Psychosocial disposition may affect pain after breast surgery
Having a negative affect and high temporal summation of pain (TSP) appears to increase the risk of significant pain and continued opioid use after breast surgery, reports a new study.
Researchers conducted a prospective observational analysis of 234 women (mean age, 55.5±12.3 years) undergoing breast-conserving surgery or mastectomy with or without reconstruction. Participants completed a short bedside quantitative sensory testing battery and had the psychosocial characteristics measured. The brief pain inventory and cancer-specific questionnaires were used to evaluate postoperative pain.
At baseline, catastrophizing was relatively lower (mean, 5.7±6.4) while anxiety was higher (mean, 55.8±7.5) than corresponding population averages. Sleep disturbance (mean, 50.52±8.9) and depressive symptoms (mean, 48.2±7.1), on the other hand, were average.
Around 30 percent of the participants reported moderate-to-severe pain 2 weeks after the surgery. Upon adjusted analysis, baseline pain (odds ratio [OR], 1.31; 95 percent CI, 1.00–1.72; p=0.049), baseline pain interference (OR, 1.04; 1.01–1.08; p=0.011), axillary dissection (OR, 4.42; 1.69–11.54; p=0.003), behavioural coping (OR, 1.21; 1.06–1.37; p=0.005) and TSP at baseline (OR, 1.36; 1.12–1.65; p=0.002) emerged as significant predictors of moderate to severe pain.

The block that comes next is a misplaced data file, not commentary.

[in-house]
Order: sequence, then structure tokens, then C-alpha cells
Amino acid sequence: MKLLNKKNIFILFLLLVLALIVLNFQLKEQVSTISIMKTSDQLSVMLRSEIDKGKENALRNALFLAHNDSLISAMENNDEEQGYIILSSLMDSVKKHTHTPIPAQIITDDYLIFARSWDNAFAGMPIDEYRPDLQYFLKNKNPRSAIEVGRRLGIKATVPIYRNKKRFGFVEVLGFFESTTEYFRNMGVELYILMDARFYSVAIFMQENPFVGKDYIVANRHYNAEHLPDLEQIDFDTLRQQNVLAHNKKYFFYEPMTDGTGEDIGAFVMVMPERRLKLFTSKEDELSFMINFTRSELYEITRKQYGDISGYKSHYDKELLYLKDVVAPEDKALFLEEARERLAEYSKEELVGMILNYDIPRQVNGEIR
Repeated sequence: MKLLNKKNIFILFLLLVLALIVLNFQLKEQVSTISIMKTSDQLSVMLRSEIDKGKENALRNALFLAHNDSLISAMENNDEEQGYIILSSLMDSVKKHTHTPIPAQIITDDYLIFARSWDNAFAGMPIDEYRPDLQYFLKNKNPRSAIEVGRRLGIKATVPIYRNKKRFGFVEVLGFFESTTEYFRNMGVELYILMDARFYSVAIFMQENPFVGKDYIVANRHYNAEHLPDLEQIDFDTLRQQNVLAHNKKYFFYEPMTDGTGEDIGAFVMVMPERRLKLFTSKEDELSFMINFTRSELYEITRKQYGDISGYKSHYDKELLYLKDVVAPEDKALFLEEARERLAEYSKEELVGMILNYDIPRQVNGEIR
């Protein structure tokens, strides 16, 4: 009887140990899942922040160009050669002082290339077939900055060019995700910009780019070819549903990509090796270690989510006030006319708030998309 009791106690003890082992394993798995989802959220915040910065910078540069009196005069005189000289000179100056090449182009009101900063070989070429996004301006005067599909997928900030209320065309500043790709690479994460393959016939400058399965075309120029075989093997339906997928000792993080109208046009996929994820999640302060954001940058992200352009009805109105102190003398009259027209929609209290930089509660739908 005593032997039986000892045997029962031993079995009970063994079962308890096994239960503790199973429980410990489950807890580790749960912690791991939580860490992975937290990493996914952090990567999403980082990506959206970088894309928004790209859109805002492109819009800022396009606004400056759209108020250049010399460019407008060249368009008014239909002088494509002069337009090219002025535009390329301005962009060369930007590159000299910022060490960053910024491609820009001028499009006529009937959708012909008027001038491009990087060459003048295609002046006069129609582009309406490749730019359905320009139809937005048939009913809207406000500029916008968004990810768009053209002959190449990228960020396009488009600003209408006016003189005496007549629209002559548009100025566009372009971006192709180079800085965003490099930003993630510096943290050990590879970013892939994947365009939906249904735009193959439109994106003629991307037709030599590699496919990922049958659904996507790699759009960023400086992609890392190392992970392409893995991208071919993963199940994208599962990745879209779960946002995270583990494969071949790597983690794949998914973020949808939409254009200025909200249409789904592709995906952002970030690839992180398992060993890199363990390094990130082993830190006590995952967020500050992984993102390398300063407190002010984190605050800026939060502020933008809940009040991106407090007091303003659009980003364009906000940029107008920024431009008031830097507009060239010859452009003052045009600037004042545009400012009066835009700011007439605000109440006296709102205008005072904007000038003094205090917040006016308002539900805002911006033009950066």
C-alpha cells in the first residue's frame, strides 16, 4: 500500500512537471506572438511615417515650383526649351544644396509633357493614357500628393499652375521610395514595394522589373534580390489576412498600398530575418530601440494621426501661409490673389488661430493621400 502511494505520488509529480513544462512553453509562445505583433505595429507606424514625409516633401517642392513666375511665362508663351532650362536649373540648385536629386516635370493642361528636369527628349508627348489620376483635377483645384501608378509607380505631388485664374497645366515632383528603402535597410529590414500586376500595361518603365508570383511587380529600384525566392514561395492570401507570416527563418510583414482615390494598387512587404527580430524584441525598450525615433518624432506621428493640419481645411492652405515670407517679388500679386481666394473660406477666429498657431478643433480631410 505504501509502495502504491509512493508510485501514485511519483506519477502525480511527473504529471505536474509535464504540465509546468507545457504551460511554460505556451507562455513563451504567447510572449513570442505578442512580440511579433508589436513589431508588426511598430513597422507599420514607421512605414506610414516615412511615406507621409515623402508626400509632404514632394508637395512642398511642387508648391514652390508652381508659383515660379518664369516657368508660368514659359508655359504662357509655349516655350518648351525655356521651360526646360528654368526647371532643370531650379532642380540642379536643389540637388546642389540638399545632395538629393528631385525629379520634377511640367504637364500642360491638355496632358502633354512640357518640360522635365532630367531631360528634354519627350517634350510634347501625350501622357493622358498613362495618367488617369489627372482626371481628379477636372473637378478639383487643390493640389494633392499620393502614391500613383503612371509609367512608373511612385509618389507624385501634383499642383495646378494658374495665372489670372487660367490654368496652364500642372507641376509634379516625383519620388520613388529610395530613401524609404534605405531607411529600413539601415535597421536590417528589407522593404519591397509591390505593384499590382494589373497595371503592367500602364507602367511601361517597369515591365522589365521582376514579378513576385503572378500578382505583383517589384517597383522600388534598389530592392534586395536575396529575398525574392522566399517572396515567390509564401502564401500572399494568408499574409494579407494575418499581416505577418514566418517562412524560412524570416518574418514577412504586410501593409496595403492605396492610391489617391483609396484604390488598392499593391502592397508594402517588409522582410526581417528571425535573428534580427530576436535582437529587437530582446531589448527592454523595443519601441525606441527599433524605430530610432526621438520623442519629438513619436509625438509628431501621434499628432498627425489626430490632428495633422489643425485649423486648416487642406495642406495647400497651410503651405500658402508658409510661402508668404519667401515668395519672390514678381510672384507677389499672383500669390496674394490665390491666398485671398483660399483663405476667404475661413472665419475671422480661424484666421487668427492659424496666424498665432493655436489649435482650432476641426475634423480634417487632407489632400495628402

Notably, positive affect exerted a protective effect against moderate-to-severe pain 2 weeks after surgery (OR, 0.93; 0.88–0.99; p=0.022).
In comparison, baseline pain severity (OR, 1.22; 1.02–1.46; p=0.0307), baseline opioid use (OR, 18.63; 3.11–111.62; p=0.0015), baseline TSP (OR, 1.24; 1.02–1.50; p=0.0278), depression (OR, 1.11; 1.03–1.20; p=0.0078) and axillary dissection (OR, 4.22; 1.55–1147; p=0.0050) were among the factors significantly associated with continued opioid use at 2 weeks.